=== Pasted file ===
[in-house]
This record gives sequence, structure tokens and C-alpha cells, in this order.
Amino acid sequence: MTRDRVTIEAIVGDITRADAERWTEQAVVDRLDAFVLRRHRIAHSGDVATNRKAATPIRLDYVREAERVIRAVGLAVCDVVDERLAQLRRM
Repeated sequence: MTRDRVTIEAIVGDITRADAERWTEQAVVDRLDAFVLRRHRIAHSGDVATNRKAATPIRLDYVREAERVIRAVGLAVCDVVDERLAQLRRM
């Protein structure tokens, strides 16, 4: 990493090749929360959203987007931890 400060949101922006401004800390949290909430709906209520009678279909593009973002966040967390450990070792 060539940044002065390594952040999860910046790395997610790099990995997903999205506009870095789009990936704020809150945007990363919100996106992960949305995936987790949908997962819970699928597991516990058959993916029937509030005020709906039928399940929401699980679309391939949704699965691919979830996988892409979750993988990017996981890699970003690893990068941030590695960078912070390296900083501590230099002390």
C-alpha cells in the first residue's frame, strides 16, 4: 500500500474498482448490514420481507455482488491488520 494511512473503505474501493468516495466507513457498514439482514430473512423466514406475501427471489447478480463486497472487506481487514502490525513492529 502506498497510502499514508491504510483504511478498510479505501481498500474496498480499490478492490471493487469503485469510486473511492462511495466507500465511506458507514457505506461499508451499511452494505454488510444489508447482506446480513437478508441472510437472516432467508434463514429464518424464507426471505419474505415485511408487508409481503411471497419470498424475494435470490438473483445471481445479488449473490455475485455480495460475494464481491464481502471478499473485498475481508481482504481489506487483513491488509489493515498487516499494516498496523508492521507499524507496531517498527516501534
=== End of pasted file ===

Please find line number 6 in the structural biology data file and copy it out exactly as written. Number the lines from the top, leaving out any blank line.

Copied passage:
C-alpha cells in the first residue's frame, strides 16, 4: 500500500474498482448490514420481507455482488491488520 494511512473503505474501493468516495466507513457498514439482514430473512423466514406475501427471489447478480463486497472487506481487514502490525513492529 502506498497510502499514508491504510483504511478498510479505501481498500474496498480499490478492490471493487469503485469510486473511492462511495466507500465511506458507514457505506461499508451499511452494505454488510444489508447482506446480513437478508441472510437472516432467508434463514429464518424464507426471505419474505415485511408487508409481503411471497419470498424475494435470490438473483445471481445479488449473490455475485455480495460475494464481491464481502471478499473485498475481508481482504481489506487483513491488509489493515498487516499494516498496523508492521507499524507496531517498527516501534